Allies of Julian Assange have been using quotes from his accusers to claim that the sexual assault charges against him are fake. One quote that’s been circulating on social media this week even says, “it was the police who fabricated the charges.” What’s the problem? The only source of the quotes is Julian Assange himself. And they may not even be direct quotes, despite being presented as such.
Assange, the 47-year-old co-founder of WikiLeaks, currently faces extradition to Sweden after a rape case against him was reopened yesterday. But quotes keep popping up on Twitter that are being attributed to Assange’s alleged victims—quotes that claim one of Assange’s accusers didn’t want to charge Assange with anything and that the local police concocted the sexual assault allegations.
According to journalist John Pilger in a tweet published yesterday, one of the victims texted a friend, “I did not want to put any charges against JA,” presumably referring to Julian Assange. Pilger quotes another text message that reads, “it was the police who fabricated the charges.”
Assange’s affidavit includes supposedly damning quotes like:
The woman concerned told a friend that she felt that she had been “railroaded by police and others around her”, according to the latter’s police statement.
Assange’s affidavit also includes this quote, supposedly from a text message:
“it was the police who made up the charges”.
As any journalist knows, words you put in quotation marks are supposed to be a direct quote; an accurate representation of the literal words used. There’s supposed to be no room for error in a direct quote, especially in an age with ubiquitous voice recorders and text messages. In this case, Assange was quoting text messages, so readers would reasonably assume that the victim literally said, “it was the police who made up the charges.” But you have to go all the way to Assange’s footnotes at the end of his to learn the truth:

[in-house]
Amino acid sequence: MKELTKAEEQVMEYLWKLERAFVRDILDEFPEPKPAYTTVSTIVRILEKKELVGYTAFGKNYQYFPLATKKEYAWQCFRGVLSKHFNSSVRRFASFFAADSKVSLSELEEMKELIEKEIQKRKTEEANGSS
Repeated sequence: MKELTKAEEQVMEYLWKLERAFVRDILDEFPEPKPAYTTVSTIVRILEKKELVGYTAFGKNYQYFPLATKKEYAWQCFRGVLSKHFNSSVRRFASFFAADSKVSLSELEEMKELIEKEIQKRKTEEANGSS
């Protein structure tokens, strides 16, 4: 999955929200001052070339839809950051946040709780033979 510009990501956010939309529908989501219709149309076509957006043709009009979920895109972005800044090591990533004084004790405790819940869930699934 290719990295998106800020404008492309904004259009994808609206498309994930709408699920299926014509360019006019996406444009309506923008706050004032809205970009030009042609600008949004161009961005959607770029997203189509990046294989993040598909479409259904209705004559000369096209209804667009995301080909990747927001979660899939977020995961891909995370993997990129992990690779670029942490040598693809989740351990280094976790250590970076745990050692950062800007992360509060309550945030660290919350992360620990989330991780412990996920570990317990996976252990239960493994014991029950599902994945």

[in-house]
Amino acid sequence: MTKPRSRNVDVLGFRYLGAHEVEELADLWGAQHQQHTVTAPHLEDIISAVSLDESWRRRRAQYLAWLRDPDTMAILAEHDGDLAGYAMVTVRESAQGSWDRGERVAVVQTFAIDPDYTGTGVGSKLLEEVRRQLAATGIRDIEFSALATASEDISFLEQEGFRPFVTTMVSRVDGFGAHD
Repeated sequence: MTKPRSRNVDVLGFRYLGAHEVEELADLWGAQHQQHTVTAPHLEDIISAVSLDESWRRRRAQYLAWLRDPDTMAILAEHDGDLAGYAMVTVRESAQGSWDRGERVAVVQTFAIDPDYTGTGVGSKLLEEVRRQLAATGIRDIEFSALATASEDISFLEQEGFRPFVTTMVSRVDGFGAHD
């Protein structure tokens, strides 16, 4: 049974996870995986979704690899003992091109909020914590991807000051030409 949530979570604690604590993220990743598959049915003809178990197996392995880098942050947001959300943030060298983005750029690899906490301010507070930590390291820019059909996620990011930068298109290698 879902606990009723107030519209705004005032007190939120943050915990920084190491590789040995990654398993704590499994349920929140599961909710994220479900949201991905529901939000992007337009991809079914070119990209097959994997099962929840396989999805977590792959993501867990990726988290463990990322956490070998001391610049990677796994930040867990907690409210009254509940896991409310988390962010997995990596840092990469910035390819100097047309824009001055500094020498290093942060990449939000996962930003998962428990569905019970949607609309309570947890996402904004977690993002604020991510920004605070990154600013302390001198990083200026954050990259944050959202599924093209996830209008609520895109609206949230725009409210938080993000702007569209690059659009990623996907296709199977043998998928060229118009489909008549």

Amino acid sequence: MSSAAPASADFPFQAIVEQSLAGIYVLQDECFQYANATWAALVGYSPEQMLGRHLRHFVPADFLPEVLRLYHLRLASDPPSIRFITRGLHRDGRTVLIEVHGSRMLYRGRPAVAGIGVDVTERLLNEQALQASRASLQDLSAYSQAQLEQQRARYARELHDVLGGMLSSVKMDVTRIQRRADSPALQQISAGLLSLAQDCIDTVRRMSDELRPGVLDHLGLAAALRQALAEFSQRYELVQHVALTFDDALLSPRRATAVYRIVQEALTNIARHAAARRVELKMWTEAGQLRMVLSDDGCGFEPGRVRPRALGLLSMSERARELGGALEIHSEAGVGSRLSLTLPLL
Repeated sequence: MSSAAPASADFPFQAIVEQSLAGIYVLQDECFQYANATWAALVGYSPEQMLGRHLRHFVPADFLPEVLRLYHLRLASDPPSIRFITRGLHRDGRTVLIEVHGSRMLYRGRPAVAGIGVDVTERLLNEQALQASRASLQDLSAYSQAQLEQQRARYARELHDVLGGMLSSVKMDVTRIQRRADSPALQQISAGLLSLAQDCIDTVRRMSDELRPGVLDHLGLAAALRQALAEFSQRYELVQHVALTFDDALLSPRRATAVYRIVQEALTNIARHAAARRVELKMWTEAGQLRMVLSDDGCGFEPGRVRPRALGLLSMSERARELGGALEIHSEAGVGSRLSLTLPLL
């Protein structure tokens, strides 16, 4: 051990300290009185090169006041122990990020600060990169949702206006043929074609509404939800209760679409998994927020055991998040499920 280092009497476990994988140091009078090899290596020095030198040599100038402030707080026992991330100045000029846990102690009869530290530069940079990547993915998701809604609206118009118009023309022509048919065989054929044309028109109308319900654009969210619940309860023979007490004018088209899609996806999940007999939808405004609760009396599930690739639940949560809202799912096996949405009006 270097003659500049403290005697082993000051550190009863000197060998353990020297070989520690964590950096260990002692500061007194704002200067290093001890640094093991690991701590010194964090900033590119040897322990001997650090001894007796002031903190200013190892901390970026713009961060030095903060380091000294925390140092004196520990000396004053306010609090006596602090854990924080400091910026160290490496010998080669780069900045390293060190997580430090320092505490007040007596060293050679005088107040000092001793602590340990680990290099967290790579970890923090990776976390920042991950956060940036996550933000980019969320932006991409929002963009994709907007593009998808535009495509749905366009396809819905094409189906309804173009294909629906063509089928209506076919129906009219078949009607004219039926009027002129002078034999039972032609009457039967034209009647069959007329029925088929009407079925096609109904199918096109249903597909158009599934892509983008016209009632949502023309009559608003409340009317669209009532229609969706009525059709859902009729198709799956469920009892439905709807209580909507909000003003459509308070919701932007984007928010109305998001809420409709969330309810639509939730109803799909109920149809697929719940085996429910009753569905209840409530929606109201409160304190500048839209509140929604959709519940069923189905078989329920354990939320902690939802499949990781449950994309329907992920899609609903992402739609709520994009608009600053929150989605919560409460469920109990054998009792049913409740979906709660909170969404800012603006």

My lawyers have been refused a copy of the phone records in full; the citation is paraphrased and is a direct quote from my lawyers’ email.
Oh, really? It’s a “direct quote” from an email by Assange’s lawyers of something that’s been paraphrased? That’s not how quotes work. Especially if you bury the truth about the “quotes” in footnotes. Since it’s not clear what “the citation is paraphrased” means, it could be directly quoting Assange’s lawyers’ assessment of the situation, that’s not what’s being implied by Assange or his defenders. In fact, it’s not at all clear what kind of access to phone records, if any, Assange’s lawyers were given by authorities.
The internet subsequently played its game of telephone after Assange’s affidavit was published online in 2013, and the context was completely lost. Assange allies like journalist John Pilger, former British politician Craig Murray, and journalist Ben Norton have all been using the quotes to claim that the charges against Assange have been fabricated.